Several unexpected states are taking early action to prepare for pending carbon regulations in the United States. As noted in a Reuters article, Oklahoma, North Carolina, and Virginia, states with notable climate-change foes, are already making plans for how they will meet the upcoming regulations.
RAP’s Rich Sedano, principal and director of US programs, highlighted Oklahoma’s efforts, noting, “They have done a lot more…than most people would expect.” Oklahoma officials are exploring the possibility of using efficiency gains to comply with existing regulations for mercury and air toxics. RAP recommends a similar approach for meeting the pending carbon regulations under section 111(d) of the Clean Air Act.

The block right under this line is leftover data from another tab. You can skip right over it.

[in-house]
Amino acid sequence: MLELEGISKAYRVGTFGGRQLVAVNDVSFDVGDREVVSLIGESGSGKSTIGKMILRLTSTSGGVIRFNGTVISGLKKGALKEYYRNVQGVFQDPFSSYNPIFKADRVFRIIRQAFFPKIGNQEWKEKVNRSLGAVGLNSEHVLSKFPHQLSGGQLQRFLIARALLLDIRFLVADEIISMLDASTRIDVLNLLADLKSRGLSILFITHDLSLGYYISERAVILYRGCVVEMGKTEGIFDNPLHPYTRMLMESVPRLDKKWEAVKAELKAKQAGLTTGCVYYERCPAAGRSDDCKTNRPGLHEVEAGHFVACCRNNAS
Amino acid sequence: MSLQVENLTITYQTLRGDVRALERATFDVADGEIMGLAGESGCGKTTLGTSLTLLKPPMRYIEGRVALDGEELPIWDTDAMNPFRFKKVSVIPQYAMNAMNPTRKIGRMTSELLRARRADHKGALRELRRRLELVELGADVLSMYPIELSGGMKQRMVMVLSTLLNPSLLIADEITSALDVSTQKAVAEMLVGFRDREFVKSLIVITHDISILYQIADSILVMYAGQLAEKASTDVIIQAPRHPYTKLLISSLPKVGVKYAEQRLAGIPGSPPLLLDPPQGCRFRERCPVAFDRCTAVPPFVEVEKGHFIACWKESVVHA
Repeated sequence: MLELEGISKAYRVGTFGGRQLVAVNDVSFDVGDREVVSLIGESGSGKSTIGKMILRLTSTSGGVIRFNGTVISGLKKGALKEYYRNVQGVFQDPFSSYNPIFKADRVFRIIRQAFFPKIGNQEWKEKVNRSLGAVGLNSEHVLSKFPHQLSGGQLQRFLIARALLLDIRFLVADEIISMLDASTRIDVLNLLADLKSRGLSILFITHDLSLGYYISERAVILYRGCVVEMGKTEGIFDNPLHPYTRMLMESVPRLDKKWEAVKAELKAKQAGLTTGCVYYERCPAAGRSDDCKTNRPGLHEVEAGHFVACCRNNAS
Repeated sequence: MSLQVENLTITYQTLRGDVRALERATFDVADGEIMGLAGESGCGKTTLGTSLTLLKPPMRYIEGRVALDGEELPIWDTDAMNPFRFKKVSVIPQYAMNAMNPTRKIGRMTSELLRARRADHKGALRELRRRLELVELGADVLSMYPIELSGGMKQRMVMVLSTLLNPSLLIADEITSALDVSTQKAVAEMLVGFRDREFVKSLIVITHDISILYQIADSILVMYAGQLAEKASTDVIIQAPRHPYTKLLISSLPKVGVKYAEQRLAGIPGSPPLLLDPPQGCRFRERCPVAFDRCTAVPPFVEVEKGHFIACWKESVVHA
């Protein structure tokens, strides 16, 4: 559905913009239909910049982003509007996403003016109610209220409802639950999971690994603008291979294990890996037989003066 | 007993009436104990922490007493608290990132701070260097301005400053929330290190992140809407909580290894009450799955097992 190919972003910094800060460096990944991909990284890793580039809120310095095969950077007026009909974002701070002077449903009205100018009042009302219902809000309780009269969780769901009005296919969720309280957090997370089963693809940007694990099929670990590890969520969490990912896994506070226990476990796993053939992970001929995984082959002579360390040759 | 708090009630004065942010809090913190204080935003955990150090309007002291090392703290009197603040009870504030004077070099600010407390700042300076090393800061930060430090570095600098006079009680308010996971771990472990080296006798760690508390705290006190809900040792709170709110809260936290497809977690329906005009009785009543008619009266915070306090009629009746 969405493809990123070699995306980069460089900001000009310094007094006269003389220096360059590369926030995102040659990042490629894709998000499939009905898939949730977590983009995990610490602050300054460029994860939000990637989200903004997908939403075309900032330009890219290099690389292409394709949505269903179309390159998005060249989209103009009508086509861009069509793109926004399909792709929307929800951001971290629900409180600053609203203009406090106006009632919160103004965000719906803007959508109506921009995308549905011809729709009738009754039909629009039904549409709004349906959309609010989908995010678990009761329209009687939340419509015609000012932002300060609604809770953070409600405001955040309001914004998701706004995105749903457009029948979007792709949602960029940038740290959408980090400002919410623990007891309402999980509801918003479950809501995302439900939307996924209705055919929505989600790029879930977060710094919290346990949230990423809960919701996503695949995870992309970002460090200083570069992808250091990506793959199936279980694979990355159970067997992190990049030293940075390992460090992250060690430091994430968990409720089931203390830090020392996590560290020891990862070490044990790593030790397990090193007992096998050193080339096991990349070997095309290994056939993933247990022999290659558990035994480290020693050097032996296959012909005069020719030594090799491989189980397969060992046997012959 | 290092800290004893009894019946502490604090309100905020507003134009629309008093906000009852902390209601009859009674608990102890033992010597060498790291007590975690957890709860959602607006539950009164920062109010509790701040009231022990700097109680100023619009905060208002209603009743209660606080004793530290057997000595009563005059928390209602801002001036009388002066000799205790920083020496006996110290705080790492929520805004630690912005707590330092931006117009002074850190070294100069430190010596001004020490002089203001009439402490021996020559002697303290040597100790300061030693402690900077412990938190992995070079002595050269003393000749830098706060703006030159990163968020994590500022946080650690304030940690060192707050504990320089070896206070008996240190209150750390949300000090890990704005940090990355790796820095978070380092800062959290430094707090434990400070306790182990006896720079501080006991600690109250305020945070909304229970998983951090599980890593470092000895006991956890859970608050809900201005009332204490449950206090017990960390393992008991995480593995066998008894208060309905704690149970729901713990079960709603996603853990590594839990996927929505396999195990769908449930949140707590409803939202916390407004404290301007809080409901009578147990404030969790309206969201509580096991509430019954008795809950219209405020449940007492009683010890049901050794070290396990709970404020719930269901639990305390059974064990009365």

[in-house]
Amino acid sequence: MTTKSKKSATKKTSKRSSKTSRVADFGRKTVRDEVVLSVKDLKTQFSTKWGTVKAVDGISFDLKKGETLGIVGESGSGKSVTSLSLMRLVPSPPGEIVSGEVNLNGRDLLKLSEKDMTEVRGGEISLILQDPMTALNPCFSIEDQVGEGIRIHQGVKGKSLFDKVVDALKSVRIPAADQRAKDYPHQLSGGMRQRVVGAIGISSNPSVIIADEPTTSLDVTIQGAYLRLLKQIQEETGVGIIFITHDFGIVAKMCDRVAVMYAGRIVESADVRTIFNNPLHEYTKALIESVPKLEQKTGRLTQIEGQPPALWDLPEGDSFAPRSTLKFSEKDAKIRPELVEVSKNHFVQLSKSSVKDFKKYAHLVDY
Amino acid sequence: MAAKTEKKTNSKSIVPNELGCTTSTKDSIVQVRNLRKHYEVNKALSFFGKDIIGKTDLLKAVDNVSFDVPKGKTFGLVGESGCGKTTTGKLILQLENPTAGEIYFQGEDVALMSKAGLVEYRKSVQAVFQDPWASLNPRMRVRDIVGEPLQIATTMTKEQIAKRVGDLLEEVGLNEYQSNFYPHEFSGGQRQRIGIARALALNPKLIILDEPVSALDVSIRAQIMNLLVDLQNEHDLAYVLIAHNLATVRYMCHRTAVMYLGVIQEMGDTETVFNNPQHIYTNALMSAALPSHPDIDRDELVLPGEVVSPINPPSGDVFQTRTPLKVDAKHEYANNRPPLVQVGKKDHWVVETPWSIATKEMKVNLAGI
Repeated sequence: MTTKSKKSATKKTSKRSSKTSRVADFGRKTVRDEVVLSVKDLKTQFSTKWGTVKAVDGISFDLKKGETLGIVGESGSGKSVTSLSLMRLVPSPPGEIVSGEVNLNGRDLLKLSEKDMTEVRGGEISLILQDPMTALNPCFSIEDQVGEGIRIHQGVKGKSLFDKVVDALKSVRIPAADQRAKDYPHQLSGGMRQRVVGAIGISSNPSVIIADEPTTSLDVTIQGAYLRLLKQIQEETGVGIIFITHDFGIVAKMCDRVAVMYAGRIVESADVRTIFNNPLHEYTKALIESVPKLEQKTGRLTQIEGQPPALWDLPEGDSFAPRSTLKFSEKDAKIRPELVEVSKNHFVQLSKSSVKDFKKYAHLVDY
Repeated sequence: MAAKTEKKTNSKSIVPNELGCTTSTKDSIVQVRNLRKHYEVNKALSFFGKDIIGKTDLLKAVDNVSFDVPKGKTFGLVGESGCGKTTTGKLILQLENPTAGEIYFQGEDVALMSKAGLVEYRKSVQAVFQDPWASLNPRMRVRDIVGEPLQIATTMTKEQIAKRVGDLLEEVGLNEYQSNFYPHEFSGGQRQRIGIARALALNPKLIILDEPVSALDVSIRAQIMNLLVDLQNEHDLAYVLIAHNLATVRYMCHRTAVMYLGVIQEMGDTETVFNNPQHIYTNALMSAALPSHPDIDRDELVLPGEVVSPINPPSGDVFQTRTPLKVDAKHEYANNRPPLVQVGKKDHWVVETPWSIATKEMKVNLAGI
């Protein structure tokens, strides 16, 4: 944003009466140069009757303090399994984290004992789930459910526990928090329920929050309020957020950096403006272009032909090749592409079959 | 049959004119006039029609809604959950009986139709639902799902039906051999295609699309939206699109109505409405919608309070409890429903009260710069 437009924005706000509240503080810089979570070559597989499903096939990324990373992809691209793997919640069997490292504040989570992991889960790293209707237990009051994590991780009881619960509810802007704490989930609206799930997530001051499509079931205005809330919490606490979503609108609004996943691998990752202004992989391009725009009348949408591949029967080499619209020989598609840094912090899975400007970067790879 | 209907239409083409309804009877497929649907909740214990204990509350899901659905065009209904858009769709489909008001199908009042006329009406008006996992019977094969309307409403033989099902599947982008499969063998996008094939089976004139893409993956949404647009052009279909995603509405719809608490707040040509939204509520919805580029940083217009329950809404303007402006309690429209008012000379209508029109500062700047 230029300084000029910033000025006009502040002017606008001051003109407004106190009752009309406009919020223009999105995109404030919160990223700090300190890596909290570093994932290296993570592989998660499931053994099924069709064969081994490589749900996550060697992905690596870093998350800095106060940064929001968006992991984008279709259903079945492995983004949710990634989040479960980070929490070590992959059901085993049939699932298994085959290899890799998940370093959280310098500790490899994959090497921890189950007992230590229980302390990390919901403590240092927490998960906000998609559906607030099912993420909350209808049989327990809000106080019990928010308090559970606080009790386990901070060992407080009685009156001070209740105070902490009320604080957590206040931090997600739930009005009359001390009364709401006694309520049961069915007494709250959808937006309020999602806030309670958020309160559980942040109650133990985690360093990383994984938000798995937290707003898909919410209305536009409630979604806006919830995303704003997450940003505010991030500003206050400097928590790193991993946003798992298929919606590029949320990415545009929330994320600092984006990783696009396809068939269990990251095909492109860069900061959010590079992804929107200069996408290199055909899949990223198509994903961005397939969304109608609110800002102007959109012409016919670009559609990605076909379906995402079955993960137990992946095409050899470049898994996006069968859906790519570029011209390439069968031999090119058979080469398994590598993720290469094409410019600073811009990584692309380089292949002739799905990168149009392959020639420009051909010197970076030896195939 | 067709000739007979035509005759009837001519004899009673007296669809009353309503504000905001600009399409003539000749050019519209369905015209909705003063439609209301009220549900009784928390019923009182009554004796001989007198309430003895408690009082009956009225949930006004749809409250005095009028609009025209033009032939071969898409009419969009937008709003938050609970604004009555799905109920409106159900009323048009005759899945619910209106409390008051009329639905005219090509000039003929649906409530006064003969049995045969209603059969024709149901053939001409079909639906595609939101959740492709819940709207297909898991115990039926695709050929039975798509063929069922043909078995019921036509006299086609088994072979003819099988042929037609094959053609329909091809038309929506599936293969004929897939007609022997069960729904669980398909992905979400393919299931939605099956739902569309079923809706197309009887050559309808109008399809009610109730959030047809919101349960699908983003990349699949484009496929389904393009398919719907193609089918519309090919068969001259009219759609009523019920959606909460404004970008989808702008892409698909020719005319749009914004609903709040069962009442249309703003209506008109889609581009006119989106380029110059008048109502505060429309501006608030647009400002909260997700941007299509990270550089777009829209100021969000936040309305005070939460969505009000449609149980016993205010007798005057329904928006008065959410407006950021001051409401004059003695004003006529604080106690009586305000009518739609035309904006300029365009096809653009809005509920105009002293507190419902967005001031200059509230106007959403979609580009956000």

Clean energy programs—both efficiency and renewable energy resources—offer a cost-effective approach to reducing emissions of multiple pollutants, including CO2. Investing in these programs and quantifying their emissions impact, will position states to meet 111(d) standards with minimum effect on ratepayers. Complying With 111(d): Exploring the Cap-and-Invest Option offers one option for funding clean energy programs aimed at meeting 111(d) regulations.
RAP’s staff is available to advise states interested in this approach. For more information, contact Rich Sedano at [email protected].